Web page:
However, you’re overlooking a most important facet of the FairTax and that is the fact that it taxes consumption rather than productivity. When the US is the only country in the world that does not tax productivity we will become immensely attractive to foreign investment. American corporations who have left the US will find it economically feasible to bring those jobs home. Corporations like Daimler will find the US fertile ground for business. The economy is predicted (by world-class economists who have studied this) to grow by 10% a year once the FairTax is in effect.

Under the FairTax system, there are no longer any Social Security and Medicare taxes. However, this does not mean that Social Security and Medicare will be eliminated. The inclusion in the combined percentage of the old-age, survivors and disability insurance and the hospital insurance rates means that the Ponzi scheme known as Social Security will continue as it is, only the way it is funded will change.

There’s nothing wrong with social security and medicare that a little money wouldn’t cure. These are programs that are in place to ease the way for our older and physically disadvantaged citizens that speak well for the humanity and social consciousness of our society. With the increased tax base and burgeoning economy stimulated by the FairTax, both will be in fine shape.

The "underground economy" that income tax advocates complain about will
certainly increase under the FairTax system. Even if the highly dubious
claim that there will be an "average producer price reduction of 22 percent
for goods and services in just the first year after the adoption of the
FairTax" is true, not having to pay a 23 percent tax on an item is a
tremendous incentive to make a purchase in the "underground economy."

I think you misunderstand what the underground economy is. You are speaking of embedded taxation, which I covered earlier. The “underground economy” consists of tax evaders ($350 BILLION annually, according to the IRS), drug dealers, pornography of all kinds, illegal immigrants and more, all of which are, necessarily, consumers and all of which would pay taxes under the FairTax system. Add to that 40 million foreign tourists a year and you have a very significant increase in the tax base.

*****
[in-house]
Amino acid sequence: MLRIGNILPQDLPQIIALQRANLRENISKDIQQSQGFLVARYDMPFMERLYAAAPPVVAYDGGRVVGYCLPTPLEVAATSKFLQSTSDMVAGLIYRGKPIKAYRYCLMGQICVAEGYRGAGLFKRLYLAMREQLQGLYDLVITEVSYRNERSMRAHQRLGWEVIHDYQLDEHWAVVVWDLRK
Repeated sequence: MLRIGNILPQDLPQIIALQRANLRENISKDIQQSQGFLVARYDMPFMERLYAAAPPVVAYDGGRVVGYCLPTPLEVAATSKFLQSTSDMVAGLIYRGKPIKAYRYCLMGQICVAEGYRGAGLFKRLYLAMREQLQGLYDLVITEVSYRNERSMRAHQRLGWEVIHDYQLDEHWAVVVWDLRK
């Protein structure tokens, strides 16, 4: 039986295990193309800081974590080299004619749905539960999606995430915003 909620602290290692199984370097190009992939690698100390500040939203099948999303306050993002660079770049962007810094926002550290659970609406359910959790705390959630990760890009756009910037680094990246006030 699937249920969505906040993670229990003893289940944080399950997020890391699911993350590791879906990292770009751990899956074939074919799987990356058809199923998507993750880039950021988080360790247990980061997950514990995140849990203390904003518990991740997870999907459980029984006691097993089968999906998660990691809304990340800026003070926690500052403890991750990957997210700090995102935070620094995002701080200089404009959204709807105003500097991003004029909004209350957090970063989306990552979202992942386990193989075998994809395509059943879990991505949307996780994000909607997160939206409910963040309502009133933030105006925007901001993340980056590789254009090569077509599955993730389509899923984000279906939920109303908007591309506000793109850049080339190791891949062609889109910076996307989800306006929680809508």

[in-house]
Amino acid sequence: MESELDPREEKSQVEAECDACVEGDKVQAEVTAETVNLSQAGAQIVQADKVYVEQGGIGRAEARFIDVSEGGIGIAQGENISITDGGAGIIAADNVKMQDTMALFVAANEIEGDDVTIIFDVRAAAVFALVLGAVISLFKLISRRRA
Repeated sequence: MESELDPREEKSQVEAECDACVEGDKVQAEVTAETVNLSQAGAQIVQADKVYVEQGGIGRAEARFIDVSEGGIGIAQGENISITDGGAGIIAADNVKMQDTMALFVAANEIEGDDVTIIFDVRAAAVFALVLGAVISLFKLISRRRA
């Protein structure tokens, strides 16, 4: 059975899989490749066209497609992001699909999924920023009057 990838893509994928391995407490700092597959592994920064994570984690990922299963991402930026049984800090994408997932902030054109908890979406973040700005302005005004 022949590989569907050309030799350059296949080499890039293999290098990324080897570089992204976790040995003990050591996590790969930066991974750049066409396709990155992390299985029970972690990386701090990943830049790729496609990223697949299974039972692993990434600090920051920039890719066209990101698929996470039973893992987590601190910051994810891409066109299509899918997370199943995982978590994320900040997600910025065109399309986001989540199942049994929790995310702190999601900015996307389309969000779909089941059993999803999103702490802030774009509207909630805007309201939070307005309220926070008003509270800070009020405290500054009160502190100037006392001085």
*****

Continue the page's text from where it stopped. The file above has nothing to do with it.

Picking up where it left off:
The claim that the IRS will be eliminated under the FairTax is bogus.
Although the national sales tax will be collected by the states from
retailers, it is still a national sales tax, and as such, its collection
will have to be overseen by some agency of the federal government. Just
because the bureaucracy will no longer be called the IRS doesn't mean that
it will be eliminated. According to The Fair Tax Act of 2005:

There shall be in the Department of the Treasury a Sales Tax Bureau to
administer the national sales tax in those States where it is required
pursuant to section 404, and to discharge other Federal duties and powers
relating to the national sales tax (including those required by sections
402, 403, and 405). The Office of Revenue Allocation shall be within the
Sales Tax Bureau.

Title II, chapter six, section 603 of The Fair Tax Act sets up the Problem
Resolution Office and authorizes "problem resolution officers." There will
still be tax courts according to title II, chapter six, section 602 and
chapter nine, section 7451. Changing the phrase "Internal Revenue Service"
to "Department of the Treasury" and "Commissioner of Internal Revenue" to
"Secretary" doesn't eliminate the federal bureaucracy.

No, but it cuts it significantly – from thousands to tens. Nothing is going to eliminate the Federal bureaucracy and no one in their right mind would want to do so. FaitTax just makes it smaller and more efficient and frankly, Mr. Vance, I think you’d have to be either insane or stupid not to support that.

With the FairTax, the federal government will also be a tax collector in a new way: at the post office. There is no exemption of postal goods and
services mentioned anywhere in the Fair Tax Act of 2005. I suppose this
means that stamps, P.O. Box rental services, and package mailing services
will be subject to the new 23 percent tax.

There is no exemption for anything in the FairTax. With e-mail, UPS and FedEx, the USPO is somewhat redundant anyway. Besides, a postage stamp that used to cost 3 cents now costs 37. That happened without the FairTax and with no improvement in service.

The FairTax is progressive. What could possibly be fair about a progressive tax where some people have to pay a higher percentage than others merely
because they are deemed to be "rich"? How is the FairTax progressive? I
thought it was a flat 23 percent on all new goods and services? It is and it
isn't. Under the FairTax plan, everyone pays the 23 percent tax on